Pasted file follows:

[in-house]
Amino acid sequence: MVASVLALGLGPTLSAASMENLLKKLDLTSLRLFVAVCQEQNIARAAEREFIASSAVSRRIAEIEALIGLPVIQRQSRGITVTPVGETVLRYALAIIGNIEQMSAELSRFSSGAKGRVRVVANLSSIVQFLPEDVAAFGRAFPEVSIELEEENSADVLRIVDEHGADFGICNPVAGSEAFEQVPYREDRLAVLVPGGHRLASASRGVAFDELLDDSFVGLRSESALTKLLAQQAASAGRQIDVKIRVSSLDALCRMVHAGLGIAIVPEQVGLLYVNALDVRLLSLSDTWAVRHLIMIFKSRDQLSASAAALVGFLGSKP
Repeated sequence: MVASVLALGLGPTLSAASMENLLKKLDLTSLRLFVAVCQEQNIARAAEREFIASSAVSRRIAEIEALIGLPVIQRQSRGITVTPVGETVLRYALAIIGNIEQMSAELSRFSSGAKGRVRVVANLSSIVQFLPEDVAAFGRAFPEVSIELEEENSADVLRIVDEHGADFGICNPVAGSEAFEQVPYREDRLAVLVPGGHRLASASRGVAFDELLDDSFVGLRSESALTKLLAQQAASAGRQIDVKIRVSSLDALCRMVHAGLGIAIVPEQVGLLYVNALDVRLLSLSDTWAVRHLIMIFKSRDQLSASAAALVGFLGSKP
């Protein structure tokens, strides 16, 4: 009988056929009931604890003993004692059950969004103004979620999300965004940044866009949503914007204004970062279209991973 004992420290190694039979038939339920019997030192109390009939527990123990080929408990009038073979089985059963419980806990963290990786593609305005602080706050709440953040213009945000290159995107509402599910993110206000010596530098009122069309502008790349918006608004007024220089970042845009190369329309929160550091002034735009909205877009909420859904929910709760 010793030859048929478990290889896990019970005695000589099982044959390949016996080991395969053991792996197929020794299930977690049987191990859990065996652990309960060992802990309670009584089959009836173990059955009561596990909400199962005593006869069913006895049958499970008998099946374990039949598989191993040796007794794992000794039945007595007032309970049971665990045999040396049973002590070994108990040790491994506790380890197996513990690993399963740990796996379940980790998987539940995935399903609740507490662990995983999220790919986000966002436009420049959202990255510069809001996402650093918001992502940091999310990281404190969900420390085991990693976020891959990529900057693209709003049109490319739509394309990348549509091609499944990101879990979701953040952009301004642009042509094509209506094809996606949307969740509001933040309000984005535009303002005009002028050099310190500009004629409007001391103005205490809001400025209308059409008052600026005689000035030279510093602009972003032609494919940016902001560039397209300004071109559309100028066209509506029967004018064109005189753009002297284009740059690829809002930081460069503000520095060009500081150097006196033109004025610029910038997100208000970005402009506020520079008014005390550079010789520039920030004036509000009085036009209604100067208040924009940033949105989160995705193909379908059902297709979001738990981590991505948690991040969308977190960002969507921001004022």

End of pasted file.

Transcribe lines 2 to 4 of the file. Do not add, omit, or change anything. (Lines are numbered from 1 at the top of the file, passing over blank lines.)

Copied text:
Amino acid sequence: MVASVLALGLGPTLSAASMENLLKKLDLTSLRLFVAVCQEQNIARAAEREFIASSAVSRRIAEIEALIGLPVIQRQSRGITVTPVGETVLRYALAIIGNIEQMSAELSRFSSGAKGRVRVVANLSSIVQFLPEDVAAFGRAFPEVSIELEEENSADVLRIVDEHGADFGICNPVAGSEAFEQVPYREDRLAVLVPGGHRLASASRGVAFDELLDDSFVGLRSESALTKLLAQQAASAGRQIDVKIRVSSLDALCRMVHAGLGIAIVPEQVGLLYVNALDVRLLSLSDTWAVRHLIMIFKSRDQLSASAAALVGFLGSKP
Repeated sequence: MVASVLALGLGPTLSAASMENLLKKLDLTSLRLFVAVCQEQNIARAAEREFIASSAVSRRIAEIEALIGLPVIQRQSRGITVTPVGETVLRYALAIIGNIEQMSAELSRFSSGAKGRVRVVANLSSIVQFLPEDVAAFGRAFPEVSIELEEENSADVLRIVDEHGADFGICNPVAGSEAFEQVPYREDRLAVLVPGGHRLASASRGVAFDELLDDSFVGLRSESALTKLLAQQAASAGRQIDVKIRVSSLDALCRMVHAGLGIAIVPEQVGLLYVNALDVRLLSLSDTWAVRHLIMIFKSRDQLSASAAALVGFLGSKP
């Protein structure tokens, strides 16, 4: 009988056929009931604890003993004692059950969004103004979620999300965004940044866009949503914007204004970062279209991973 004992420290190694039979038939339920019997030192109390009939527990123990080929408990009038073979089985059963419980806990963290990786593609305005602080706050709440953040213009945000290159995107509402599910993110206000010596530098009122069309502008790349918006608004007024220089970042845009190369329309929160550091002034735009909205877009909420859904929910709760 010793030859048929478990290889896990019970005695000589099982044959390949016996080991395969053991792996197929020794299930977690049987191990859990065996652990309960060992802990309670009584089959009836173990059955009561596990909400199962005593006869069913006895049958499970008998099946374990039949598989191993040796007794794992000794039945007595007032309970049971665990045999040396049973002590070994108990040790491994506790380890197996513990690993399963740990796996379940980790998987539940995935399903609740507490662990995983999220790919986000966002436009420049959202990255510069809001996402650093918001992502940091999310990281404190969900420390085991990693976020891959990529900057693209709003049109490319739509394309990348549509091609499944990101879990979701953040952009301004642009042509094509209506094809996606949307969740509001933040309000984005535009303002005009002028050099310190500009004629409007001391103005205490809001400025209308059409008052600026005689000035030279510093602009972003032609494919940016902001560039397209300004071109559309100028066209509506029967004018064109005189753009002297284009740059690829809002930081460069503000520095060009500081150097006196033109004025610029910038997100208000970005402009506020520079008014005390550079010789520039920030004036509000009085036009209604100067208040924009940033949105989160995705193909379908059902297709979001738990981590991505948690991040969308977190960002969507921001004022």